By Wesley Macheso:
Last week, tragedy struck inside Parliament Building when former deputy speaker Clement Chiwaya allegedly shot himself in the head before the Clerk of Parliament.
We may not have eyewitness accounts of what transpired that moment, but one thing for sure is that the incident is traumatising, not only to us as a nation but, more deeply, to the woman who witnessed this death.
We cannot even begin to imagine what Fiona Kalemba must be going through at the moment. We just hope that she will get the support she needs to recover from this tragic experience.
When news of this death reached the all-seeing eyes of social media, there were mixed reactions from the public.
Some expressed their disbelief by wondering how the late managed to go into the building with a gun amidst all the security that is supposedly there.
Others disputed the possibility of suicide as a farce, arguing that this man had a lot to lose if he died.
But most people, as is always the case in this country, ridiculed the victim as a coward who failed to face the challenges that life brought to his table.
It is typical of most Malawians to look down on victims of suicide, and this has been one of the reasons a lot of people are increasingly choosing to end their lives.
We live in a country where sense is not dear to a lot of people. New media platforms like Facebook, WhatsApp, and Twitter have revealed to us that most people are not that decent in their minds.
Social media have given almost everyone a chance to speak their mind and what comes out is often disappointing. A lot of people are judgemental and overly sentimental on matters that require reason.
Many are also those who speak without thinking or before they finish thinking. Unfortunately, these are the people whose voices are loudest, and they suppress voices of reason that seldom come out banging.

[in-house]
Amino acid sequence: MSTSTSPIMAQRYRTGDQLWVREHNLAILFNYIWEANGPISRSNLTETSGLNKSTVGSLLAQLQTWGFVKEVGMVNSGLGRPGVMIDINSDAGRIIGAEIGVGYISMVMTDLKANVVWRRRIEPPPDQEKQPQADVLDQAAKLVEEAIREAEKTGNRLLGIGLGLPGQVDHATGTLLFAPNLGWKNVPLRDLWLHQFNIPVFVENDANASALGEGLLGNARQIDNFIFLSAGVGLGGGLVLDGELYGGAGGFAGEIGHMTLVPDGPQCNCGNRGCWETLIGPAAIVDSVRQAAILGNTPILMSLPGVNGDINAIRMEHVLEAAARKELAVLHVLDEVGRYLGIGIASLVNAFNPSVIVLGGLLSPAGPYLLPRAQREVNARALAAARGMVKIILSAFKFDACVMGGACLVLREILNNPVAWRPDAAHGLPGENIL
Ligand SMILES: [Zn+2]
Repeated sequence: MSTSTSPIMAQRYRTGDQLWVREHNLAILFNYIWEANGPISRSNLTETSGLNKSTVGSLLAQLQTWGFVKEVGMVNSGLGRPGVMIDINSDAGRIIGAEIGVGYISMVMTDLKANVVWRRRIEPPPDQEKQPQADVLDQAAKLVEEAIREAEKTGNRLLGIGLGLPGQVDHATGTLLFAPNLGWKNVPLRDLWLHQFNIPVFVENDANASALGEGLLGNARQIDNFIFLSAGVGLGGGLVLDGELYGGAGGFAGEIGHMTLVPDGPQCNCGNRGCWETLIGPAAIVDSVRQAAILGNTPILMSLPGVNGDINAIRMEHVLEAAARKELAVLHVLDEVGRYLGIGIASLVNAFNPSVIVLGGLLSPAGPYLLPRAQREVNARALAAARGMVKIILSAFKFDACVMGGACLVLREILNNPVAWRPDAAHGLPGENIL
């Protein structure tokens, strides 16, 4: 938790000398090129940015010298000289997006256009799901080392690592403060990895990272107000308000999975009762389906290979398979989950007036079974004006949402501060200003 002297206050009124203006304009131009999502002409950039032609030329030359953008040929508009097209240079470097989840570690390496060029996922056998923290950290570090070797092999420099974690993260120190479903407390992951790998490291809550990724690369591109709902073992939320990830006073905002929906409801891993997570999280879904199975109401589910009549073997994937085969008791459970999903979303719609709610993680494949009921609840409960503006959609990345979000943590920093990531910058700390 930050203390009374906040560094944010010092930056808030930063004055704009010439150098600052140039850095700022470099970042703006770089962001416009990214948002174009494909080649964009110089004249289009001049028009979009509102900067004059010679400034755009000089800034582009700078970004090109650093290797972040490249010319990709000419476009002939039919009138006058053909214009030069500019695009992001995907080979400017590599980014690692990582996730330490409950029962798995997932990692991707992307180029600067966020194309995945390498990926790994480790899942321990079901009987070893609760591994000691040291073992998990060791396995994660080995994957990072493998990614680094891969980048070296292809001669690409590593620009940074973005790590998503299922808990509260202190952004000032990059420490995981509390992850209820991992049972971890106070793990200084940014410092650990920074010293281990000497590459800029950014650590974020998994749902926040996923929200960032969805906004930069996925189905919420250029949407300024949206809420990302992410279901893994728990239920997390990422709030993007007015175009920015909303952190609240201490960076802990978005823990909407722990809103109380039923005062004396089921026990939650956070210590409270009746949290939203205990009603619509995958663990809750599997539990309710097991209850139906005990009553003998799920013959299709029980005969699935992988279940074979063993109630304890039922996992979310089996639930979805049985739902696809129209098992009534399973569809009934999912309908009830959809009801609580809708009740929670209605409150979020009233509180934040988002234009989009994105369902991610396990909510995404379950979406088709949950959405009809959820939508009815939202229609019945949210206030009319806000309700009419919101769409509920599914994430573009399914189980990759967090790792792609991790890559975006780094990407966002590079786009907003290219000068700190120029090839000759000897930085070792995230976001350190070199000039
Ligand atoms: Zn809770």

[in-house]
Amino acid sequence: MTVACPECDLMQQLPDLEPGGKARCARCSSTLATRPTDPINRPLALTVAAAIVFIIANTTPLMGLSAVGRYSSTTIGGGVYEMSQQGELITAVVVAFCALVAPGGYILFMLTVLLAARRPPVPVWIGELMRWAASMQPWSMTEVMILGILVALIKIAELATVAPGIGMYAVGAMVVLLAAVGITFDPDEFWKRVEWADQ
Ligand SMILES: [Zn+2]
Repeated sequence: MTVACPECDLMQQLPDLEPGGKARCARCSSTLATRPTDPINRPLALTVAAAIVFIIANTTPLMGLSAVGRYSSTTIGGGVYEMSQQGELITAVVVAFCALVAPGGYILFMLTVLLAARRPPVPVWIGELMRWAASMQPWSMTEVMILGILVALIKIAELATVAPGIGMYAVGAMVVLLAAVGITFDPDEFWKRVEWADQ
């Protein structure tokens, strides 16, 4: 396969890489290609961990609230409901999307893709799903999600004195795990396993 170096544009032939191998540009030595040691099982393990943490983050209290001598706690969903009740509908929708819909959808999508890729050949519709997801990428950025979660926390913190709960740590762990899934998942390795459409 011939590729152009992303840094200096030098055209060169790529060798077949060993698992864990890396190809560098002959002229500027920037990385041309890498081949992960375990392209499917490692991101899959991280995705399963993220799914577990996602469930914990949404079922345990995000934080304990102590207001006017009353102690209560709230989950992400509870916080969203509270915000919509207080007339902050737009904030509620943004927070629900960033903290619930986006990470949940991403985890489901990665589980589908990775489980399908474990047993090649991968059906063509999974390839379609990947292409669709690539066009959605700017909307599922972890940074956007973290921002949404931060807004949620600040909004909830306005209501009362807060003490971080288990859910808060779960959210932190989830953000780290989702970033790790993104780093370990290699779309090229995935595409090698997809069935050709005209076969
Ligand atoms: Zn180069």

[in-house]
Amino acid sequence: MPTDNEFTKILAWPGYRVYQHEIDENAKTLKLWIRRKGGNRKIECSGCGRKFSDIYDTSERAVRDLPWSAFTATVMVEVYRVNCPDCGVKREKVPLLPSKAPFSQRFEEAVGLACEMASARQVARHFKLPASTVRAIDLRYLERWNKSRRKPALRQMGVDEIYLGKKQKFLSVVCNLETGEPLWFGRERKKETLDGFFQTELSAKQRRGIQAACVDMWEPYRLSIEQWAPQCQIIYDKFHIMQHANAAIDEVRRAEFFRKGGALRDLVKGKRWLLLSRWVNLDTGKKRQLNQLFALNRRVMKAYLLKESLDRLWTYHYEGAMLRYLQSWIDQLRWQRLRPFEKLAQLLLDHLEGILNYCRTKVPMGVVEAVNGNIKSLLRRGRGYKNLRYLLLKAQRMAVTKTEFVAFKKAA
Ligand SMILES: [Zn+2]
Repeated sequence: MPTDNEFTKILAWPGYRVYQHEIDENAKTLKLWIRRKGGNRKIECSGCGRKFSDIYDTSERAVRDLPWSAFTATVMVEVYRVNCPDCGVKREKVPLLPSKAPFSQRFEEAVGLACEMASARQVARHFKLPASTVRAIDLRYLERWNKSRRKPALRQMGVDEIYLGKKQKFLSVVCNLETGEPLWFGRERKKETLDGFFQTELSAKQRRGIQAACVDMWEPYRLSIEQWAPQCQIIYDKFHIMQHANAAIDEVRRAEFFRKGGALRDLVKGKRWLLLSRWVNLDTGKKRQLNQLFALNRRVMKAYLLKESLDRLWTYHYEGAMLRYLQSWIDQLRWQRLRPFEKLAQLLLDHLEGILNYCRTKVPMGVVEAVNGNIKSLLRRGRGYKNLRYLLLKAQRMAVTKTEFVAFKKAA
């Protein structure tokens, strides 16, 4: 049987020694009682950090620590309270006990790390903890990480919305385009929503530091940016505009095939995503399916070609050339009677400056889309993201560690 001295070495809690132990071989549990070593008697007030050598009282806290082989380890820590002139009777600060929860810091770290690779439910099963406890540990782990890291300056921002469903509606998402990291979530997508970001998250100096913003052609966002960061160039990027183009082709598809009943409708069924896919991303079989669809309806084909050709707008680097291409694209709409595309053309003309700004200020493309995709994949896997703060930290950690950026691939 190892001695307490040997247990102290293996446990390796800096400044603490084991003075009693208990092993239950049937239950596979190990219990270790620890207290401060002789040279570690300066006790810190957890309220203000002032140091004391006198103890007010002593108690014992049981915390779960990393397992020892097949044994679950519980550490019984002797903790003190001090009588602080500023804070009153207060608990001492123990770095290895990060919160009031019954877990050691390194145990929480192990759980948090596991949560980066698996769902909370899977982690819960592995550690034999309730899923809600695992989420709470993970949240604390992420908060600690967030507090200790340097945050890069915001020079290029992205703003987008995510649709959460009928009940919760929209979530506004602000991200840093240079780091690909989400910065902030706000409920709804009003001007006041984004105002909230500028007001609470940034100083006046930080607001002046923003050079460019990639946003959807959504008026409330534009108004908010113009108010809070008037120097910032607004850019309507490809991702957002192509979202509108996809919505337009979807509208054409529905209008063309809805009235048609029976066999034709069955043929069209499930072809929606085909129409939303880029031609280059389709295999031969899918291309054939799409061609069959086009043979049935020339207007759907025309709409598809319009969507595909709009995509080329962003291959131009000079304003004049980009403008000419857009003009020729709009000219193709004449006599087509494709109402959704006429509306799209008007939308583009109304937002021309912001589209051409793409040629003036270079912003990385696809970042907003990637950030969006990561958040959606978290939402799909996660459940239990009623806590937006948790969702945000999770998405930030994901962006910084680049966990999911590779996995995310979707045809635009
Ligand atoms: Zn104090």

Suicide is not something we should ridicule. It takes as much courage for a person to take their own life as it does for one to stay alive.
Committing suicide is not easy, and neither is choosing to stay alive. Over the years, people have been trying to make sense of human existence, but there are still no convincing answers hinged on reason that can explain the absurdity of life.
As existential philosophers would explain, life is meaningless and absurd, and that is what makes it hard to live.
A lot of innocent people suffer in this world – some due to war, poverty, incurable diseases, hunger, natural disasters, name them. Nobody can explain why this happens to them, yet we accept it as the way of the world.
In the times we are living in, and more so in our part of the third world, it has become even harder to survive each day. There are economic shocks that have made people desperate to the point that they drown in enormous debt.
People are losing their jobs every day, and they do not know how they will sustain their lives. In a country like Malawi, the stings of poverty and disease are so unbearable that one may lose interest in life – it may become meaningless, and they opt for death.
And to make matters worse, this is a society that does not allow people (especially men) to express their fears. We have a toxic culture of pretence and secrecy that has led to the fall of a lot of good men and women.
To be Malawian is to pretend that you are fine when you are on the edge of a cliff.
As such, people are committing suicide every day within our small borders and yet others have the lack of good sense to ridicule them.
Most people in this country are dead inside due to multiple afflictions and what they need from us is compassion, not ridicule.
As the existentialists say, when we realise that life is meaningless, most choose to take a leap of faith – to believe in religion which tells them that there will be a better world after this one.
Still, they argue that the hero in absurdism is the one who daily faces the possibility of suicide without succumbing to it. May we all have a moment of silence for our brothers and sisters who could not bear the cross anymore.